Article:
Nitrogen Sources and Sinks In a Wastewater Impacted Saline Aquifer Beneath the Florida Keys, USA

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Coastal Sciences, Gulf Coast Research Laboratory


Groundwater wells surrounding a high volume advance treatment wastewater (ATW) disposal well in the Florida Keys were monitored for nitrate, nitrite, and ammonium concentrations over a 14 month period. Nutrient concentrations in the shallow subsurface (9 m) show a bimodal distribution between the low salinity wastewater plume and the ambient brackish to saline groundwaters. High NO3- concentrations are found 3 within the ATW plume while the highest NH4+ concentrations are found in shallow wells outside of the plume. Evidence suggests that the overlying mud layer unique to this study site contributes the bulk of the NH4+ observed in these wells. NO3- concentrations at 9 m wells varied by a factor of four in response to concurrent variations in ATW NO3- loads over the coarse of the study. Estimated NO3- uptake rates varied from 32 +/- 29 to 98 +/- 69 and did not directly correlate with ATW NO3- loading as we hypothesized. We estimate that 70 +/- 34% of the NO3- from the treatment plant is removed from solution in the subsurface of the study site. Considerable decreases in NO3- concentration and enrichment of (NO3-)-N-15 was observed in many wells, indicating significant denitrification or anaerobic ammonium oxidation is occurring in the subsurface. Dissolved inorganic nitrogen concentrations, distributions, and N-15 compositions indicate that denitrification is likely the dominant mechanism for N removal in the ATW plume at Key Colony Beach, Florida. (C) 2007 Elsevier Ltd. All rights reserved.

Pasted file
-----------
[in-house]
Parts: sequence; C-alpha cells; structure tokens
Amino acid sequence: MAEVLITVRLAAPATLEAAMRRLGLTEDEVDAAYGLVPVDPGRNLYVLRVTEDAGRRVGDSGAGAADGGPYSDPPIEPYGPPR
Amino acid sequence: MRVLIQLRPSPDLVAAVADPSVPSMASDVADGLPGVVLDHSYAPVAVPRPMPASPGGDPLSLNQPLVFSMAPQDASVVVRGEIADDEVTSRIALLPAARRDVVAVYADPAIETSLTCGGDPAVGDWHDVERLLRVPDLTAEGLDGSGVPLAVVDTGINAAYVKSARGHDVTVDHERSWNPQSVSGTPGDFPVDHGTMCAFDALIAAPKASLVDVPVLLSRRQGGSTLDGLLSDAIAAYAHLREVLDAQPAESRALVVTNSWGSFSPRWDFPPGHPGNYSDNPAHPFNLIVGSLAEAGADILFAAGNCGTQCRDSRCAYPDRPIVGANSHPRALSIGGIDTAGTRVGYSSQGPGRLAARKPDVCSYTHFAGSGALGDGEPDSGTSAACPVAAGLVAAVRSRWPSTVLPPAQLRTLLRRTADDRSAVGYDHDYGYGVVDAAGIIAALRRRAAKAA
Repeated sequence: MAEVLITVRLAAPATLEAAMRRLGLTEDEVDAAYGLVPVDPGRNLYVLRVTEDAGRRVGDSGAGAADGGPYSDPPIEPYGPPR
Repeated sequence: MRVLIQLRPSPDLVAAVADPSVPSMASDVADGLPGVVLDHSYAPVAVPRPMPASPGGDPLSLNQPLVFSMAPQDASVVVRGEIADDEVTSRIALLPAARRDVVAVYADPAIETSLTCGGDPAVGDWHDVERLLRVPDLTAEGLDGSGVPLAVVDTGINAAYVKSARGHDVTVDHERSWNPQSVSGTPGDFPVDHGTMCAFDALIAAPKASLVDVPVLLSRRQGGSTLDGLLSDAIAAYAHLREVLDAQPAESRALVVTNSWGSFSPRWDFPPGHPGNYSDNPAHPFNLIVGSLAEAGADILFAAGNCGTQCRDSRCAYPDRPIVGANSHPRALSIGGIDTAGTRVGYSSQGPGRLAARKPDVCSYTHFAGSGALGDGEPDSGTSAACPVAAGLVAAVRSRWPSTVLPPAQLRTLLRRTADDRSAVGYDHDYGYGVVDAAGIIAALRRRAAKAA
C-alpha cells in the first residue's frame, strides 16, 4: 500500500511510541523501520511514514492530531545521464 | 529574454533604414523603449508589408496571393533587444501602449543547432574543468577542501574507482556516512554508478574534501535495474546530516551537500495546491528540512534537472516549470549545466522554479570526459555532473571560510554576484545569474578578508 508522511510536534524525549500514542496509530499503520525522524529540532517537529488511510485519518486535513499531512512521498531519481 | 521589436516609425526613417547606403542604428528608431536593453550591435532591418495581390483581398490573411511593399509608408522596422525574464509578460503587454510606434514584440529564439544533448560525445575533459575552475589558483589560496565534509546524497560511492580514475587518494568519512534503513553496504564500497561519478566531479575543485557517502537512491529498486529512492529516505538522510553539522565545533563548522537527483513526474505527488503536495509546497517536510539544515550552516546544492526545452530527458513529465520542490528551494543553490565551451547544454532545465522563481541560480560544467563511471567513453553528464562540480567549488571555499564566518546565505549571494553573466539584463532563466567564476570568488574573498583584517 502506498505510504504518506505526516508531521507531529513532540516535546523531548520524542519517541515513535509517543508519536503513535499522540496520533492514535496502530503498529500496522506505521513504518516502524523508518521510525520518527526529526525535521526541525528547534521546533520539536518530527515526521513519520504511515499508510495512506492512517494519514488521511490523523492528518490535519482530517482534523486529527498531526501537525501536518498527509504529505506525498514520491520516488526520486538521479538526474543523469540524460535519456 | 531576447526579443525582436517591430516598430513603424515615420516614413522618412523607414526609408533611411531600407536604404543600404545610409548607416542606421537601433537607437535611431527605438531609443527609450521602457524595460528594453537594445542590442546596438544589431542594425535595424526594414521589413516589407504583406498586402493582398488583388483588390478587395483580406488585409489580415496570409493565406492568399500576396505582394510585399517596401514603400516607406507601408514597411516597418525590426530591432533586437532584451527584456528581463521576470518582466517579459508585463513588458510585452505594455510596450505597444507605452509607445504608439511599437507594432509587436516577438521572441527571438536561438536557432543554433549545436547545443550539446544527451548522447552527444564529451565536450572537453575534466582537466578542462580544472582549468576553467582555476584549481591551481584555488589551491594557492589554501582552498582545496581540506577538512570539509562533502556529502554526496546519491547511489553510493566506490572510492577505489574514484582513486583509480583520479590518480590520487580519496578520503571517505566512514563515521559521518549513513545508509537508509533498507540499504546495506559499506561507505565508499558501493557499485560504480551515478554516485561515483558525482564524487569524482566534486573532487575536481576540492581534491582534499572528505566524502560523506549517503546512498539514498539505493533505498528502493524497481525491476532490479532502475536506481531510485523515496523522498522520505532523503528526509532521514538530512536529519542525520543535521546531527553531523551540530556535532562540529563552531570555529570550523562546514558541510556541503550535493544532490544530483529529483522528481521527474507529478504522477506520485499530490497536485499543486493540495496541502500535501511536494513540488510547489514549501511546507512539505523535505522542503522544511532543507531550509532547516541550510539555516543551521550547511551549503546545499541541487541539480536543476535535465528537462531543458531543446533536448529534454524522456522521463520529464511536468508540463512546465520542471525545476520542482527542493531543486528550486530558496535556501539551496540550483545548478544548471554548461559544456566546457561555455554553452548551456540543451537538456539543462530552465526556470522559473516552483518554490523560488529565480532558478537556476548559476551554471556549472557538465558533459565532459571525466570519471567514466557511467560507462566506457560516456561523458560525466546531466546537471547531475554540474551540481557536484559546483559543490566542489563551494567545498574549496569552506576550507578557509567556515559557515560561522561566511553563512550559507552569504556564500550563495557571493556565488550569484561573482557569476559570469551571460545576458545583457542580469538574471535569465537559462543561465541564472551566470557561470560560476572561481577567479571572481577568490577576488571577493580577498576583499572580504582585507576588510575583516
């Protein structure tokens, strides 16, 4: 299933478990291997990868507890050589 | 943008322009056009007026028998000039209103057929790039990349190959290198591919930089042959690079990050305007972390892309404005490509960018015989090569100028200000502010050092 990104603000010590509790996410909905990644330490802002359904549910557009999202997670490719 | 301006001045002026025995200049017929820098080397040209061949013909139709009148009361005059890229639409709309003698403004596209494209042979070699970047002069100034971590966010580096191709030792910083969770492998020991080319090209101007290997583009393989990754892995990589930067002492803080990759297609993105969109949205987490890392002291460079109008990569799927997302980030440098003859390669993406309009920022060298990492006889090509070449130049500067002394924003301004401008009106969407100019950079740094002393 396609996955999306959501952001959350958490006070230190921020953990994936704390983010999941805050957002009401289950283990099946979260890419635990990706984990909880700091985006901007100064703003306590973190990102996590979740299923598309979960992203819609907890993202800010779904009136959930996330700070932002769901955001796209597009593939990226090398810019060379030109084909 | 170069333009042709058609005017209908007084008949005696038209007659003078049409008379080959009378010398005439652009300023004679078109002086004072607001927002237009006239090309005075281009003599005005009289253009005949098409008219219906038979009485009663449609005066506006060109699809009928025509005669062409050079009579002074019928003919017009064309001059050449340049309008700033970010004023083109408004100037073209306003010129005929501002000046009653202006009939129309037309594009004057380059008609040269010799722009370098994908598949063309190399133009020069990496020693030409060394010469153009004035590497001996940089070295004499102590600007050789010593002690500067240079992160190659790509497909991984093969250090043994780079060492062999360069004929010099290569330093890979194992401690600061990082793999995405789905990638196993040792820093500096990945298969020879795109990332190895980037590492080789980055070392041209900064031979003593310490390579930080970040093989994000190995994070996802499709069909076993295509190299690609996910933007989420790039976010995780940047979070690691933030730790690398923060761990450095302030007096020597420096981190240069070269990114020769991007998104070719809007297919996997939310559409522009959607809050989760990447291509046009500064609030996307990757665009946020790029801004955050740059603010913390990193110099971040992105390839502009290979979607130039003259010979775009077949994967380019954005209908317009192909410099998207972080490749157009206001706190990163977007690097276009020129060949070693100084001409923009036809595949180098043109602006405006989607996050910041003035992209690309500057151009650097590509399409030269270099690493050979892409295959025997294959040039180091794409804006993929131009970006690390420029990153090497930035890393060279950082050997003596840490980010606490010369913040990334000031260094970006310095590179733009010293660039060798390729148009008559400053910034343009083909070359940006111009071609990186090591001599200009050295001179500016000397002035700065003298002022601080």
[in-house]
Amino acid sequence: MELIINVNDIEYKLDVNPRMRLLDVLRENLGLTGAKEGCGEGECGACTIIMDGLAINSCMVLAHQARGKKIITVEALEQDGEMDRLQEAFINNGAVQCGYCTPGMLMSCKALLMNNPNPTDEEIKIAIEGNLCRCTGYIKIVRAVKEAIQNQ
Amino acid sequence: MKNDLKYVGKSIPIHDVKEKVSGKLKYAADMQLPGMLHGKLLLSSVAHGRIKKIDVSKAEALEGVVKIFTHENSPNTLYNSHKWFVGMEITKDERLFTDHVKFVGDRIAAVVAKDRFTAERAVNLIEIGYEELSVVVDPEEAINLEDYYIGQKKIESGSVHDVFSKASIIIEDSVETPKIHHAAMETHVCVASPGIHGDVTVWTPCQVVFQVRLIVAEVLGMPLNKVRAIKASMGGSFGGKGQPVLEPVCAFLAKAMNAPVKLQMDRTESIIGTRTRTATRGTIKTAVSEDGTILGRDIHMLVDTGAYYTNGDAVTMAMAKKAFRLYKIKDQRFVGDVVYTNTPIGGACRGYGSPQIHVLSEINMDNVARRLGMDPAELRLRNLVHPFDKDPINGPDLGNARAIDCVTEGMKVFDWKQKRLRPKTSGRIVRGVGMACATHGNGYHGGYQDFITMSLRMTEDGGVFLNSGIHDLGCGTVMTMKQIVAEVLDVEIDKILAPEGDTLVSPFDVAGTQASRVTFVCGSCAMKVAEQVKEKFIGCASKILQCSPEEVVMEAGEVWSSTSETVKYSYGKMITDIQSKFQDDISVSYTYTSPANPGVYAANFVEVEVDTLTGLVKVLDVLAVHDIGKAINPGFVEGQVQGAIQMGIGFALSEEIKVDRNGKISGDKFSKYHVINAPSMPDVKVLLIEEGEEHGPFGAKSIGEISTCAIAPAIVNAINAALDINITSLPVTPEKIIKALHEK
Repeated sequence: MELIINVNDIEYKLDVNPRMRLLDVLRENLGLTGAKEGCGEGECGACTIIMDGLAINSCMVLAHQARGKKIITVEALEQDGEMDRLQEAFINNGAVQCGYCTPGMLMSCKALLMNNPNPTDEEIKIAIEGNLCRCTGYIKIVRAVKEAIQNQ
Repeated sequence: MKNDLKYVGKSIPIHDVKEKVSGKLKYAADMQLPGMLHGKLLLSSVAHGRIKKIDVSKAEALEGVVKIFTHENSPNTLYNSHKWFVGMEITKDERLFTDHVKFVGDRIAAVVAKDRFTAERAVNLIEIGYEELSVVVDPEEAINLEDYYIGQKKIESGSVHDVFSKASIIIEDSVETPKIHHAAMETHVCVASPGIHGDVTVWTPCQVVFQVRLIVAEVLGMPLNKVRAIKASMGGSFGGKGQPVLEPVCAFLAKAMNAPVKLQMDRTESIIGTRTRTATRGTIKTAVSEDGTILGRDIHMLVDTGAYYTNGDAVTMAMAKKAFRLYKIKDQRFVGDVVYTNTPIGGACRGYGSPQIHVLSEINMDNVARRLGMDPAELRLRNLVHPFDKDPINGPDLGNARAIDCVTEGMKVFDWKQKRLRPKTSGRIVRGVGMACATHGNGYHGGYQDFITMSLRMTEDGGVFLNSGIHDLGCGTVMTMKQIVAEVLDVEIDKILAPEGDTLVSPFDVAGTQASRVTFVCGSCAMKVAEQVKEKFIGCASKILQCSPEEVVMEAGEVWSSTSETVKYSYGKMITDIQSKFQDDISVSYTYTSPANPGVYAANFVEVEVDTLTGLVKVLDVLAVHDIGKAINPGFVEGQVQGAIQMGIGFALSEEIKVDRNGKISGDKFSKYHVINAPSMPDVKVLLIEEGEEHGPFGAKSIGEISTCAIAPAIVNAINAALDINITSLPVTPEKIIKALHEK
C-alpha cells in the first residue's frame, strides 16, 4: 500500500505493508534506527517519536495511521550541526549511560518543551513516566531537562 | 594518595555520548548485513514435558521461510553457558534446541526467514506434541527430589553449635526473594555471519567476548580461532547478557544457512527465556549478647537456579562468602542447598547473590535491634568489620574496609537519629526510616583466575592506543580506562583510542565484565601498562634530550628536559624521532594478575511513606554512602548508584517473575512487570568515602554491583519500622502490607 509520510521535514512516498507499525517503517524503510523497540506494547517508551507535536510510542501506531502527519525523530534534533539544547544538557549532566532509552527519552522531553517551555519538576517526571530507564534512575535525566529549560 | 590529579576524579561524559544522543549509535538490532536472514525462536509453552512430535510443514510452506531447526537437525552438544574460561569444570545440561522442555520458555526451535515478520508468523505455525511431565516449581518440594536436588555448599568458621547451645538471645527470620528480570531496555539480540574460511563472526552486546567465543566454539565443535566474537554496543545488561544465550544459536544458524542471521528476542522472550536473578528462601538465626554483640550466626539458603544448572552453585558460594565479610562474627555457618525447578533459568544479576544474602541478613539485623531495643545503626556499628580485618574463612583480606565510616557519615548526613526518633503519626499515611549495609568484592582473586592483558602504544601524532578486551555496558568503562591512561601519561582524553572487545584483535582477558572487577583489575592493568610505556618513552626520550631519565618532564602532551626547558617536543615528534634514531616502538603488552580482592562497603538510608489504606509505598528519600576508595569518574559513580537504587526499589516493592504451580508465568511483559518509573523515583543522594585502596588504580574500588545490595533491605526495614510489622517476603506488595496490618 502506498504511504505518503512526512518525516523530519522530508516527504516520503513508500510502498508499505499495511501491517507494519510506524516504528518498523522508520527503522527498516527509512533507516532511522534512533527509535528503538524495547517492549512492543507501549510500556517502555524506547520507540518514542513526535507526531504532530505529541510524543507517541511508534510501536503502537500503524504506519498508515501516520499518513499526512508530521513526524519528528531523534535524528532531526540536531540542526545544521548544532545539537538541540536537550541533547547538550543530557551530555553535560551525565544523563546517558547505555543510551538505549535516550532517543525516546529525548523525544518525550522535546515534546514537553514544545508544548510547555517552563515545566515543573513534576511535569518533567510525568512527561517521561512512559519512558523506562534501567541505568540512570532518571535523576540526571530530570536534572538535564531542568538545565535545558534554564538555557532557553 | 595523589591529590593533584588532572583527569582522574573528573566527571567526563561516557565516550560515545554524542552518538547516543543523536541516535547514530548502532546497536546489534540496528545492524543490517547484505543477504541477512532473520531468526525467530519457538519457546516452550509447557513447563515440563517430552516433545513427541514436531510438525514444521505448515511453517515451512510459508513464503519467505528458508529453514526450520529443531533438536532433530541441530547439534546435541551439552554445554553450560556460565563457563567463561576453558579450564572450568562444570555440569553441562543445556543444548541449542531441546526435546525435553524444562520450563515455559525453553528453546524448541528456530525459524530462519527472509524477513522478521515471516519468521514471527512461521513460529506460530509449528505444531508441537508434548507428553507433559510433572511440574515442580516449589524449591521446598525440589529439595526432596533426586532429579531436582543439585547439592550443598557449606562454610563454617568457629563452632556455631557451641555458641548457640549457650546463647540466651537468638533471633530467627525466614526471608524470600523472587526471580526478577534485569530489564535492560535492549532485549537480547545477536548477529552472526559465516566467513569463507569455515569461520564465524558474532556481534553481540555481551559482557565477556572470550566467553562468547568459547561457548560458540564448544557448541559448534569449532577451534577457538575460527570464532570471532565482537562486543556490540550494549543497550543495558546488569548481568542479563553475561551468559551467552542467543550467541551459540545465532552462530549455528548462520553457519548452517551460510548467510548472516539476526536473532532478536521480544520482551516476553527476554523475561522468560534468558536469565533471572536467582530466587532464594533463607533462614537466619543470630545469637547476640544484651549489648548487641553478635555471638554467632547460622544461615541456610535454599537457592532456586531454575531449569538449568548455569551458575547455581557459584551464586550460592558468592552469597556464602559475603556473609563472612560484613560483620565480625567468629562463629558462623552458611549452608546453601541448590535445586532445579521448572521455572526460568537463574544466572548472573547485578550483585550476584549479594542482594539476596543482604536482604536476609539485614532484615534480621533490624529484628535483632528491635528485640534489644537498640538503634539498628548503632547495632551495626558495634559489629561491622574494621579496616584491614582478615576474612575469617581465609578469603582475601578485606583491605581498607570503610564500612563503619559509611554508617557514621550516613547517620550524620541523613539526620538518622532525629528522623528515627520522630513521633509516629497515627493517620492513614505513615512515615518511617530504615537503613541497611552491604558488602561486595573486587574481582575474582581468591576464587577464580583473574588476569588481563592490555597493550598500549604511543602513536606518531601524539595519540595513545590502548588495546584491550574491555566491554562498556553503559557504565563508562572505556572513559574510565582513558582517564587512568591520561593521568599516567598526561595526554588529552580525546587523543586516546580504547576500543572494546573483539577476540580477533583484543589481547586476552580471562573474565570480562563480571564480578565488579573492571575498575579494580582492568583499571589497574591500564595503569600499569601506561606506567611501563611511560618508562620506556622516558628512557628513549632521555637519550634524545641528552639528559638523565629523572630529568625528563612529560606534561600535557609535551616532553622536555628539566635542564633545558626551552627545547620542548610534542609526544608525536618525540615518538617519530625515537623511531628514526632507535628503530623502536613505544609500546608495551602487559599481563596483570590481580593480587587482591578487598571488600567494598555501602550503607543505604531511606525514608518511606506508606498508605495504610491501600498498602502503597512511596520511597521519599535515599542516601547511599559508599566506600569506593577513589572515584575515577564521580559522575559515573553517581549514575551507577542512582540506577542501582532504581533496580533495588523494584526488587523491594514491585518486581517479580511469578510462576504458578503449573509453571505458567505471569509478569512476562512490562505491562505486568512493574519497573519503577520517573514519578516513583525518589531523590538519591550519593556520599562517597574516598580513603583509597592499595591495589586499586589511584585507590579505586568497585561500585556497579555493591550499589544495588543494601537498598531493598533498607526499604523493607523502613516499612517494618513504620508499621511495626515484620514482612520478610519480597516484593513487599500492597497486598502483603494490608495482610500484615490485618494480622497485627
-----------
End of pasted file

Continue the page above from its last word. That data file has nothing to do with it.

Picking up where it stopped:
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Estuarine Coastal and Shelf Science





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